Scottish Power prepay app aims to simplify bills

mobile phone use©iStock.com/LDProd

SCOTTISH Power are to release a smartphone app that will allow their customers to buy gas and electricity in bundles.

Named PowerUp, the app will enable customers to purchase anything from one day to six months' worth of energy in advance, removing the need to sign up to standard or fixed tariffs.

The intention is to make billing much simpler, something which is perhaps necessary given the £18 million fine Scottish Power recently received for sending out late and inaccurate bills.

However, as much as the app may succeed in making customers engage more with their energy consumption, it presents the possibility that hard-up customers may self-disconnect their power.

Price

There's currently no indication of how much Scottish Power will charge people for the bundles on offer through the app.

Since it's exclusive to Scottish Power customers and available only directly through the provider, it won't be listed on any price comparison website.

As such, it will be difficult to gauge whether it provides good value for money, since it won't be easily comparable with pre-existing tariffs.

In fact, there's a worry that, because it is effectively a prepay meter, it will actually be somewhat overpriced.

Like other prepay systems, it will most likely charge proportionally more for a unit of energy than that charged by standard and fixed tariffs.

This is alluded to by Scottish Power's own suggestion that, "The bigger the package you buy the more you could save."

While bulk savings are often to be welcomed, it implies that those who want the flexibility of buying only a week's or month's worth of gas, for instance, will have to pay more.

Self-disconnections

Aside from the possibility of being more expensive on average, the app also raises the possibility of an increase in self-disconnections.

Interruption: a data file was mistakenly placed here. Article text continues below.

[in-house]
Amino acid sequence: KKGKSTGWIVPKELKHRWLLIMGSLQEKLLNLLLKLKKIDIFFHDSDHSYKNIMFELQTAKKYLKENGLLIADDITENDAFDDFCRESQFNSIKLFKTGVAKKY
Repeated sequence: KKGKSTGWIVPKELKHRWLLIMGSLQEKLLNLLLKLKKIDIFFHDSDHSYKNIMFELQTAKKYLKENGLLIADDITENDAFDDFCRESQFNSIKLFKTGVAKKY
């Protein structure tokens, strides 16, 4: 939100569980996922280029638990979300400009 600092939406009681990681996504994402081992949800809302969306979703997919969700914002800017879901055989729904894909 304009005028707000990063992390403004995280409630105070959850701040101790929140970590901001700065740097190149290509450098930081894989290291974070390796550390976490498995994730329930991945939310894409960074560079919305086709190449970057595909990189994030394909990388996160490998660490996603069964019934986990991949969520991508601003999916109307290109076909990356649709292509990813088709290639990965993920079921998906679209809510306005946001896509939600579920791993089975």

These happen to 54% of customers on prepayment meters, who sometimes choose to go without energy because they can't afford to top up their meters while still paying for food or their rent.

With the PowerUp app, therefore, Scottish Power may be inadvertently preparing the way for more of their customers to deprive themselves of gas and electricity.

As for the possibility of customers depriving themselves of energy accidentally, by simply forgetting to top up, the app sends reminder messages at regular intervals that prompt customers to buy new bundles.

As a result, there's little chance of people running out of energy simply through unawareness or absentmindedness.

Kilowatt hours

Not only is there little chance, but it seems that PowerUp really does have the potential to make most customers more conscientious about the energy they use.

We're saying to people buy it by the day, not by kilowatts or a fancy tariff you don't understand.
Keith Anderson, Scottish Power CEO

It requires them to regularly take their own gas and electricity readings, which they then enter into the app.

This enables them to keep track of how much energy they're using and how quickly they're using it. In turn, this enables them to receive an estimation of when their current bundle is likely to run out.